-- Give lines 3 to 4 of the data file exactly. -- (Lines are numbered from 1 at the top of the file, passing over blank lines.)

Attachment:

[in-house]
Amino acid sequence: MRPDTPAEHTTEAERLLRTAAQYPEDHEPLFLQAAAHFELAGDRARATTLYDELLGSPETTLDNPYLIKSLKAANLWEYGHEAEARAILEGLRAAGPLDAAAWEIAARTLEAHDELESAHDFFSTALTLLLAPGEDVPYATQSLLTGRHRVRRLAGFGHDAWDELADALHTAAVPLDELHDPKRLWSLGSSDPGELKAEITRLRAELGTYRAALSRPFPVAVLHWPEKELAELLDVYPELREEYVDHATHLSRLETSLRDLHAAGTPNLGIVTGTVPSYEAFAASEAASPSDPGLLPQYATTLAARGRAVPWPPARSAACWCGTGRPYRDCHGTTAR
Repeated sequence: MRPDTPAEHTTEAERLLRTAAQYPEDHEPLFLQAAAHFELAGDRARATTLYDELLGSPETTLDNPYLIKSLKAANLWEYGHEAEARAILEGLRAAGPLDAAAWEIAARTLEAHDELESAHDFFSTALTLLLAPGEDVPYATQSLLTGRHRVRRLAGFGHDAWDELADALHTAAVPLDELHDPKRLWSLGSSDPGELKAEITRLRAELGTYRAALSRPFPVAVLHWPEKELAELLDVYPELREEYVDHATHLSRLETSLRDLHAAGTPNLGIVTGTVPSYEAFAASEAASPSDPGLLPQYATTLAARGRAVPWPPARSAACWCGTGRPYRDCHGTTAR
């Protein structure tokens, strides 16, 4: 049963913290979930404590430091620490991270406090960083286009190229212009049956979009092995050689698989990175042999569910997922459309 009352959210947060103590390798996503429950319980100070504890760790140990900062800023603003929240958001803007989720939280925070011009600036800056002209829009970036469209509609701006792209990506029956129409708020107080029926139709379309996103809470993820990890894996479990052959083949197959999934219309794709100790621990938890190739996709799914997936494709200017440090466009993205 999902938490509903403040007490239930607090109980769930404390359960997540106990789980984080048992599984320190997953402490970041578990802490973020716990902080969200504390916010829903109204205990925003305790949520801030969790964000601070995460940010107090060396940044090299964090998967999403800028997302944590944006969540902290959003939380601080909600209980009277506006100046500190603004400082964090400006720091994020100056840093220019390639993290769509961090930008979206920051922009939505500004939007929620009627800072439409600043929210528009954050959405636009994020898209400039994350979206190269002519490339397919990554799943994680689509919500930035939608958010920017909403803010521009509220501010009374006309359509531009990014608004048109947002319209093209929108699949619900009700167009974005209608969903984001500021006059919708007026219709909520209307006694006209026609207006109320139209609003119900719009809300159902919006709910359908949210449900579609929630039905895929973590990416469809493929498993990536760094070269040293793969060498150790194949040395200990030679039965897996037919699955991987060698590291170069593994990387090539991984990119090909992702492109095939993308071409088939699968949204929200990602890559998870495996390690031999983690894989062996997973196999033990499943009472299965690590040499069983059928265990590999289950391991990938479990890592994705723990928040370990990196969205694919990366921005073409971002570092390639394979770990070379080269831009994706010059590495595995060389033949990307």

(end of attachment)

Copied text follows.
Repeated sequence: MRPDTPAEHTTEAERLLRTAAQYPEDHEPLFLQAAAHFELAGDRARATTLYDELLGSPETTLDNPYLIKSLKAANLWEYGHEAEARAILEGLRAAGPLDAAAWEIAARTLEAHDELESAHDFFSTALTLLLAPGEDVPYATQSLLTGRHRVRRLAGFGHDAWDELADALHTAAVPLDELHDPKRLWSLGSSDPGELKAEITRLRAELGTYRAALSRPFPVAVLHWPEKELAELLDVYPELREEYVDHATHLSRLETSLRDLHAAGTPNLGIVTGTVPSYEAFAASEAASPSDPGLLPQYATTLAARGRAVPWPPARSAACWCGTGRPYRDCHGTTAR
């Protein structure tokens, strides 16, 4: 049963913290979930404590430091620490991270406090960083286009190229212009049956979009092995050689698989990175042999569910997922459309 009352959210947060103590390798996503429950319980100070504890760790140990900062800023603003929240958001803007989720939280925070011009600036800056002209829009970036469209509609701006792209990506029956129409708020107080029926139709379309996103809470993820990890894996479990052959083949197959999934219309794709100790621990938890190739996709799914997936494709200017440090466009993205 999902938490509903403040007490239930607090109980769930404390359960997540106990789980984080048992599984320190997953402490970041578990802490973020716990902080969200504390916010829903109204205990925003305790949520801030969790964000601070995460940010107090060396940044090299964090998967999403800028997302944590944006969540902290959003939380601080909600209980009277506006100046500190603004400082964090400006720091994020100056840093220019390639993290769509961090930008979206920051922009939505500004939007929620009627800072439409600043929210528009954050959405636009994020898209400039994350979206190269002519490339397919990554799943994680689509919500930035939608958010920017909403803010521009509220501010009374006309359509531009990014608004048109947002319209093209929108699949619900009700167009974005209608969903984001500021006059919708007026219709909520209307006694006209026609207006109320139209609003119900719009809300159902919006709910359908949210449900579609929630039905895929973590990416469809493929498993990536760094070269040293793969060498150790194949040395200990030679039965897996037919699955991987060698590291170069593994990387090539991984990119090909992702492109095939993308071409088939699968949204929200990602890559998870495996390690031999983690894989062996997973196999033990499943009472299965690590040499069983059928265990590999289950391991990938479990890592994705723990928040370990990196969205694919990366921005073409971002570092390639394979770990070379080269831009994706010059590495595995060389033949990307």